The above insights are truly indicative of the scope of artificial intelligence in simplification of some of the most complex processes of a number of enterprises globally. Artificial Intelligence draws special attention in the eyes of the entrepreneurs due to its diversified use cases including IT Automation, Quality Control, Defect Detection and Cybersecurity. Not only this, with a stiff competition between the various enterprises to recruit the best human resource into their firms, the open-source intelligence system is also being recognised worldwide. As a matter of fact, about 37% of AI leaders say their companies have invested more than $ 5 million in cognitive technologies. With enormous investments draining into this sector, AI can definitely emerge to be a game-changer in world economies.

CONCLUSION: Embracing the AI- the need of the hour
Clearly, AI technology is all set to reshape the competitive dynamics of a number of industries. Consequently, to be able to exist in a cutting edge competition, countries throughout the world are now including AI frameworks in their development models. These range from the US executive order on AI leadership and China’s “Next Generation Artificial Intelligence Development Plan” to “AI made in Germany” and the “Pan Canadian Artificial Intelligence Strategy”.
Some economists fear that the advent of AI technology in India might come at a huge expense. With machines and software providing solutions to most of the problems the enterprises face, the need for manual labour may reduce, increasing the already elevated unemployment ratios. With already shooting costs due to enormous investments in AI, companies might want to hire only a bunch of people well equipped with the fast-changing technological trends, thereby “survival of the fittest” theory coming into the picture. But this doesn’t stop the emerging firms, solely caring about their profit optimisation from investing in AI. According to an estimate in a study by tech giant Accenture, AI has the potential to add $957 billion, or 15% of current gross value added, to India’s economy by 2035. Not only this, the stage is all set for AI startups in the current economic scenario. India ranked third among G20 countries in 2016, measured by the number of AI-focused startups, which have increased since 2011 at a compound annual growth rate of 86%, higher than the global average and the numbers are surely expected to increase.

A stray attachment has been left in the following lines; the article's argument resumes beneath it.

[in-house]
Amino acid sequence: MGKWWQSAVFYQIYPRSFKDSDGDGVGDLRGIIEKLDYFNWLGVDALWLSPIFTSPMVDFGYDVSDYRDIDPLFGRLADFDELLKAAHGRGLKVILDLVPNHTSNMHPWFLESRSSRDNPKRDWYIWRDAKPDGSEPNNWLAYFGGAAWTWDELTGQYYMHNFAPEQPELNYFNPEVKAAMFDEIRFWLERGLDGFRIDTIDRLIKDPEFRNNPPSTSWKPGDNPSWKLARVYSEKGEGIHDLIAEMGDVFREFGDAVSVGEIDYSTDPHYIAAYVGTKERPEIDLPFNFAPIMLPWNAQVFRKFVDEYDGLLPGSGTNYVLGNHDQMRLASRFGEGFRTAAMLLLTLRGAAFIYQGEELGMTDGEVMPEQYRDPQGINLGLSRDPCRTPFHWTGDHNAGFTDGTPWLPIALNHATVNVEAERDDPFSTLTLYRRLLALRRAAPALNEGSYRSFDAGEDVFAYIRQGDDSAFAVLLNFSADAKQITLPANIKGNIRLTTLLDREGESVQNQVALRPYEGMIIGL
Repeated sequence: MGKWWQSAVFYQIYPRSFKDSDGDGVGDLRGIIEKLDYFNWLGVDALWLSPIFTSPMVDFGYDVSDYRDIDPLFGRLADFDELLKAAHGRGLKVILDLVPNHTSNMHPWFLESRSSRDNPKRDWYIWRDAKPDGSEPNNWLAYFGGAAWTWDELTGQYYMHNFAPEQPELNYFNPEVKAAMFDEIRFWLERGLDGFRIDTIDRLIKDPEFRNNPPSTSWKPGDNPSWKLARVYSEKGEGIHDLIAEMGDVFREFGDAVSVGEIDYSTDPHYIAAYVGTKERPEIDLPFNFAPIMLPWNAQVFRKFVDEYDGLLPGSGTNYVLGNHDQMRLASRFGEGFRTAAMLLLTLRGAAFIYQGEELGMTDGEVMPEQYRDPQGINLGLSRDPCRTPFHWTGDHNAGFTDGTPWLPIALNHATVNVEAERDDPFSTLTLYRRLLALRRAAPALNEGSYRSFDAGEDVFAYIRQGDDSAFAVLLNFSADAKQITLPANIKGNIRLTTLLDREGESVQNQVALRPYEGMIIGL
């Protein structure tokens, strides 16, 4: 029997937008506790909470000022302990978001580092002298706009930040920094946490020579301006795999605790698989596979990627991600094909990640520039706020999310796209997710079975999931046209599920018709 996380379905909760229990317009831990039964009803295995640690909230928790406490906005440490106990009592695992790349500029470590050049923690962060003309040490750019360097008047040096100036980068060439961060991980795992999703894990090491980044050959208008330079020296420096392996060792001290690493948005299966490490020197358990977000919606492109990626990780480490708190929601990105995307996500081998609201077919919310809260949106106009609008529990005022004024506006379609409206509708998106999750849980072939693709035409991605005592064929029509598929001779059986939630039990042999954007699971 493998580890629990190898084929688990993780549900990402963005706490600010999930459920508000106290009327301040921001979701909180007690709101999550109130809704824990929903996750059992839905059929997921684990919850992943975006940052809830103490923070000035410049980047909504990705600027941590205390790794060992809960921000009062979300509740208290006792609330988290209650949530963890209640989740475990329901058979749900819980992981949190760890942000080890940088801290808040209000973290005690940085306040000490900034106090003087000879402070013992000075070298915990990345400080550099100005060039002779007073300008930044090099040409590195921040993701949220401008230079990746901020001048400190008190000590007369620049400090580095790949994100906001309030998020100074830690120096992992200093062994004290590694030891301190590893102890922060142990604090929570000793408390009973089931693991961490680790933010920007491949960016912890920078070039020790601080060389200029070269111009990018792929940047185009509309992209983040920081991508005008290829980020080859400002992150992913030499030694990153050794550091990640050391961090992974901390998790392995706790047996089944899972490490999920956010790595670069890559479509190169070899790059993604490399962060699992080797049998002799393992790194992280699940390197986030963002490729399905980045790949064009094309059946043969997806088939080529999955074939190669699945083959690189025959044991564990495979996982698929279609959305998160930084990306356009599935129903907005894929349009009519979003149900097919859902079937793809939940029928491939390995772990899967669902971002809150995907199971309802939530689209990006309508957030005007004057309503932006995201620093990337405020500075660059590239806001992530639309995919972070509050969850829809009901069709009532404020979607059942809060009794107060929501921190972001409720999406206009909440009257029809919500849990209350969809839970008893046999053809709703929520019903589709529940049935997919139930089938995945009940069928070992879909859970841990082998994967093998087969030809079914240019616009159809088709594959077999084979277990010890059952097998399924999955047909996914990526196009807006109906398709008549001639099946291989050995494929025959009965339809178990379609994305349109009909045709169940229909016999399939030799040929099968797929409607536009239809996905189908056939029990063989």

Well, I am really sanguine that the spread of Artificial Intelligence will be embraced by the Indian economy wholeheartedly, and going back to where we started, I really hope I get to meet Alexa when I go to buy my third bike in the year 2040.

(Written by Nischal Upadhyay for The Connectere)